We are well into the dry season, and we are watching with anticipation as we see the build-up of cumulonimbus thunder clouds building up to the north and over Lake Victoria. Our iconic late afternoon campfire sundowners have been punctuated with booms and stunning bursts of lighting in the distance. The Scadoxus Lilies that signal the imminent rainy season are in bloom and we know, the rain is coming.
The wildlife is however stressed and there is a sense of anticipation of rain after months of dry grass and minimal water. Herbivores are congregating around any fresh water and predators are ever present. We even had one pride of lions drinking from the puddles forming around our freshwater storage in camp.
Despite the dry season, the lions are looking in great shape and we continue to make a concerted effort to study their behaviour and movements through our partners (www.Kopelion.org).
The dry season has traditionally been our less busy season but this year the summer months have seen a steady stream of visitors and researchers as people resume their travel after COVID but they also see the value of the Ndutu area during this period. For years now we have referred to our dry season as ‘Predator Season’ quite simply because our incredible numbers of resident predators remain all year round and during these dryer months, when the area is wonderfully quiet, you can enjoy sightings of mothers and cubs entirely to yourself. We are less crowded than the Seronera area of the Serengeti and in the NCAA you can drive off road to take advantage of being away from everyone. All of this topped with our reduced predator season rates makes Ndutu a great choice for those in the know!
Over this past dry season we have continued to use our time wisely to renovate the rooms on the southern side of the lodge. We have raised the room ceilings to give a feeling of space and modernised the bathrooms for a cleaner simpler look. We hope you also notice the subtle colour and lighting changes in the bar and dining area, none of which changes the essence of the traditional Ndutu of old but adds a touch of freshness for those who are regular visitors to see us.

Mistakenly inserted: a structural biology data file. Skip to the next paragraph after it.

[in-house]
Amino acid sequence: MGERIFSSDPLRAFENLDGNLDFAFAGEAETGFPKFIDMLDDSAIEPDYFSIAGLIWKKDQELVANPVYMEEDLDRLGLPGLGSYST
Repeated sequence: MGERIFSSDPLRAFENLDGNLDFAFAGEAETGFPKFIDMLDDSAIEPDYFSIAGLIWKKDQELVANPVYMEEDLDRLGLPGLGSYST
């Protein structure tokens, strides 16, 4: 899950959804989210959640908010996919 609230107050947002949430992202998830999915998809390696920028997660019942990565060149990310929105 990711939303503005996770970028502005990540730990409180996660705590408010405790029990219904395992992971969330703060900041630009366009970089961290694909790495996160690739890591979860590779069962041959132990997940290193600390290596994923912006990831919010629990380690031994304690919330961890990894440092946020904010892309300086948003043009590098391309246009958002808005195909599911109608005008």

When you next visit the lodge, please say hello to some of our interns. These are local tourism and hospitality students, gaining valuable experience in an operating establishment, rotating through the dining room, kitchen, bar and reception. This year we have made a concerted effort to ask for female trainees as Ndutu needs to move towards representing all demographics to allow this in what has been a male orientated industry in Africa. We have been conducting gender awareness training and modifying our staff accommodation to accommodate more women on our team.
Notable research visitors over the last few weeks have been:
Anna Czupryna who is researching Rabies elimination strategies at the University of Glasgow
Anna Estes on the Board of Kope Lion who was running some student training from the lodge
Ingela Jansson and Sally Capper also joined us from the Kope Lion team continuing their important research in the area
Sarah Durant who runs the Serengeti Cheetah Project
As many of you will have experienced first-hand, our guests potentially get the benefit of meeting these amazing researchers and conservationists, who have traditionally used Ndutu as a base, thereby deepening their understanding of the challenges for communities and conservation.
We also had the pleasure recently of hosting Karatu Secondary School on their annual field trip. Everyone had a great time and enjoyed a really productive visit.
Of course, plenty of clients who have come to Ndutu many times realise the value Ndutu offers to the discerning traveller during the dry season. We thank all those regular clients and some of our very loyal local and overseas private guides who keep coming back for more!
We had another extraordinary visitor recently, a baby leopard cub, which was left by its mother for safe keeping between the manager’s office and the stores building. Thankfully the mother came and retrieved the cub the following day but it is nice to see we have new baby leopards in the area.
As we plan for a future beyond the COVID epidemic we are also proud to announce our plan to transition the lodge to 100% solar energy. Implementation is progressing well with the hope that we will switch off the diesel generators in May 2023. As well as finally giving us 24 hour electricity which many people have commented about – this initiative will further reduce our carbon foot print which is something which has always been very dear to us at Ndutu.
As we start to head towards the festive period and nudge towards migration season, we wanted to take the opportunity to wish you all a very happy time over the coming weeks and we look forward to welcoming you back to Ndutu in 2023!